THE BRISCOE’S FALL EXHIBITION SHOWCASES NATIVE AMERICAN STORIES THROUGH A MODERN LENS
VISUAL VOICES: Contemporary Chickasaw Art Opening Reception Sept. 24. Exhibition on Display Sept. 25, 2020 – Jan. 18, 2021
If your image of Native American art doesn’t include a stormtrooper helmet, it’s time to expand your horizons at the Briscoe Western Art Museum. The Briscoe is giving everyone a modern view of Native American art and showcasing stories of the West that go far beyond boots and spurs during its fall exhibition, VISUAL VOICES: Contemporary Chickasaw Art. The traveling exhibition, which includes 15 Chickasaw artists and almost 60 artworks, will be on display at the museum Sept. 25, 2020, through Jan. 18, 2021. The public is invited to enjoy a first view of the exhibition during its opening reception on Thursday, Sept. 24, as well as a virtual curator’s talk on Saturday, Sept. 26.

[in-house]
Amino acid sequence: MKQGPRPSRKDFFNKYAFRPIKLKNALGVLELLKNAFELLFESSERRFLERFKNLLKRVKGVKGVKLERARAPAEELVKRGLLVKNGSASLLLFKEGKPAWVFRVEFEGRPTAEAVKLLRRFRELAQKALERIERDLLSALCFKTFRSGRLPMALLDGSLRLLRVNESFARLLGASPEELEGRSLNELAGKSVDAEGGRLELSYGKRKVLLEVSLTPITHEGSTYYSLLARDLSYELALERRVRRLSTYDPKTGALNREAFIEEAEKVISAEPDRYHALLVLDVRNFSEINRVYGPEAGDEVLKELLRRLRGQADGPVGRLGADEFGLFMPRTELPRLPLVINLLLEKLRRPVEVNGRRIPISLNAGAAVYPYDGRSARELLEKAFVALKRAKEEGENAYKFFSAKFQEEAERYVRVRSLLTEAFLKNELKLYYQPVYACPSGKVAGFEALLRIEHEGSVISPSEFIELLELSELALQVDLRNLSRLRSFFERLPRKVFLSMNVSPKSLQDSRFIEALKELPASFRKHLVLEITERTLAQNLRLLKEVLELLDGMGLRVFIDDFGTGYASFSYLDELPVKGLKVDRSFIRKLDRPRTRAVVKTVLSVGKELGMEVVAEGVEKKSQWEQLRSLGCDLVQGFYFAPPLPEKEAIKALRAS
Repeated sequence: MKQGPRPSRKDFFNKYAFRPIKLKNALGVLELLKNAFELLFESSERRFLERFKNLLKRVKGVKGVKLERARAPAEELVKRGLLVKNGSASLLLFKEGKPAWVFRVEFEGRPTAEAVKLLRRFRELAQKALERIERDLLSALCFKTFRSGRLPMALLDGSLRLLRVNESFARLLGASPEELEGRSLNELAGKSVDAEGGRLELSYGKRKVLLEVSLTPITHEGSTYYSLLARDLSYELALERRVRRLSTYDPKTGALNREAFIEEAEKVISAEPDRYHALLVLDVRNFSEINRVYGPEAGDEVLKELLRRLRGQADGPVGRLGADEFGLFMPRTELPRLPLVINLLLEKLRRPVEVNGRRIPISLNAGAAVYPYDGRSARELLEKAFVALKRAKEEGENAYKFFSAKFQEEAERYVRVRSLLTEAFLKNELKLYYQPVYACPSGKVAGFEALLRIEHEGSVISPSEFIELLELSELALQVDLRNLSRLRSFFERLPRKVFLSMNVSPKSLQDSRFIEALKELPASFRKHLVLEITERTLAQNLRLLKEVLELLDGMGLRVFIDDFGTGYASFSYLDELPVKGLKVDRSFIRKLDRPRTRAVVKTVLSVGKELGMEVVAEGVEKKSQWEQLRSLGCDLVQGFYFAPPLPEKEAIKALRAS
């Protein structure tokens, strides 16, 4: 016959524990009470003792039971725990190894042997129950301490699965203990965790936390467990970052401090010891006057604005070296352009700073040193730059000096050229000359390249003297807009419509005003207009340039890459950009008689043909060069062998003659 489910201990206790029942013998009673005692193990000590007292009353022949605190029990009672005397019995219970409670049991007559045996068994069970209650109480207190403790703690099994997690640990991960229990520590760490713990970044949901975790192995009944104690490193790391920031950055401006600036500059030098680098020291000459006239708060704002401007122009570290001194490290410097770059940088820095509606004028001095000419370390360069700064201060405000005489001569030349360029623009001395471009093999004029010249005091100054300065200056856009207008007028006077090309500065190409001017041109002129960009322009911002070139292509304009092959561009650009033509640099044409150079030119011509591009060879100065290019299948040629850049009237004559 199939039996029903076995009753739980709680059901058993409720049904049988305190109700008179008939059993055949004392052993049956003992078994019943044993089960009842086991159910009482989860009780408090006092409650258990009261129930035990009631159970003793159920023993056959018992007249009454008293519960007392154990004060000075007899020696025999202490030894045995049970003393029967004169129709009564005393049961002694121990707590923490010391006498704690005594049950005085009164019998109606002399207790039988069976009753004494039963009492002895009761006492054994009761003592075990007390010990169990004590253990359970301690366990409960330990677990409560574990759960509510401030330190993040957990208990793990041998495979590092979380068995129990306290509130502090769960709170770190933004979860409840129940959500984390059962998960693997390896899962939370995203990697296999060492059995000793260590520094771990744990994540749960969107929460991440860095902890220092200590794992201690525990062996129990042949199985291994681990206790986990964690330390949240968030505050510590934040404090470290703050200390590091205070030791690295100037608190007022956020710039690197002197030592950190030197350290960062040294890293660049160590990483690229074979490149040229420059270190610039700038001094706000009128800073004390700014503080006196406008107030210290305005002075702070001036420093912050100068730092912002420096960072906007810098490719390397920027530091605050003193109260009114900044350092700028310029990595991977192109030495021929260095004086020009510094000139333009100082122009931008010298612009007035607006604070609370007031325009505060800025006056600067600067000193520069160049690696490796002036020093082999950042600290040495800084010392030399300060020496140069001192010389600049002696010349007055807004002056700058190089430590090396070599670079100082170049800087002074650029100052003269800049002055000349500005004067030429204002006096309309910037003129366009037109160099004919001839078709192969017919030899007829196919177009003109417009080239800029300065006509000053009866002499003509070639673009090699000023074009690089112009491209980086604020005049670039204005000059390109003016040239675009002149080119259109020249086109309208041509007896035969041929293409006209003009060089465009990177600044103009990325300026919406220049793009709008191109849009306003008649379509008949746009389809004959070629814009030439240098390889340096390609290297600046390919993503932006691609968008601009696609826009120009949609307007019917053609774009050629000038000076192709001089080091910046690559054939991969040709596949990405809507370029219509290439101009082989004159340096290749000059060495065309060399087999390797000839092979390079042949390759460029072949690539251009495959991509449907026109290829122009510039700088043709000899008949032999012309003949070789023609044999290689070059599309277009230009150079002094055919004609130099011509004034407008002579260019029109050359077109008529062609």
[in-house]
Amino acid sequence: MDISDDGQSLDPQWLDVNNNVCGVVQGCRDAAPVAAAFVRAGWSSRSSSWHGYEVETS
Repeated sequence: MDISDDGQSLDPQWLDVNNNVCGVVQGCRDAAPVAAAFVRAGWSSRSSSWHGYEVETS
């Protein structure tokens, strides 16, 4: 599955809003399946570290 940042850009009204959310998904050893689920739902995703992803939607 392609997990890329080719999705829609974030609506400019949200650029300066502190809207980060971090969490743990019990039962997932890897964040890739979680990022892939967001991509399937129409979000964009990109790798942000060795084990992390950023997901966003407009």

Featuring the artworks of present-day Chickasaw painters, potters, sculptors, metalsmiths and weavers, the exhibition tells a beautiful and compelling contemporary visual story. From oil and watercolor paintings to textiles and metals, glass and bronze, the artworks are unique, intrinsically Southeastern in design and distinctive among contemporary tribal artists. Chickasaw artists featured in the exhibition include Brenda Kingery, Brent Greenwood, Daniel Worcester, Billy Hensley, Margaret Roach Wheeler, Norma Howard, Maya Stewart, Lisa Hudson, Dustin Mater, Paul C. Moore, Tyra Shackleford, Erin Shaw, Lokosh (Joshua D. Hinson), Joanna Underwood Blackburn and Kristen Dorsey.